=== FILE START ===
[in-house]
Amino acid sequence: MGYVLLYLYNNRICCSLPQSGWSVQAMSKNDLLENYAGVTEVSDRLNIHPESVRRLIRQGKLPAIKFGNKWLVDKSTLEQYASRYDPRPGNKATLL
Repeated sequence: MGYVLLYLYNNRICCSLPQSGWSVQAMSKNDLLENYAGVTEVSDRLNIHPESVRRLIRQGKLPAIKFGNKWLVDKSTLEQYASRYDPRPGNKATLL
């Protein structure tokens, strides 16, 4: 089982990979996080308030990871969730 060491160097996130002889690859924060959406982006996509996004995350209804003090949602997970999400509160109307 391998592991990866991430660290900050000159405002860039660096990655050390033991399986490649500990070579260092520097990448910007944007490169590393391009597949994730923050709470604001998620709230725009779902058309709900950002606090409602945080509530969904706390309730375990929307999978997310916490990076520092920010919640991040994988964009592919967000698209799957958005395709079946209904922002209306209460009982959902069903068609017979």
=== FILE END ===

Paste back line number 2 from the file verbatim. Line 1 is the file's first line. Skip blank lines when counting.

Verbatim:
Amino acid sequence: MGYVLLYLYNNRICCSLPQSGWSVQAMSKNDLLENYAGVTEVSDRLNIHPESVRRLIRQGKLPAIKFGNKWLVDKSTLEQYASRYDPRPGNKATLL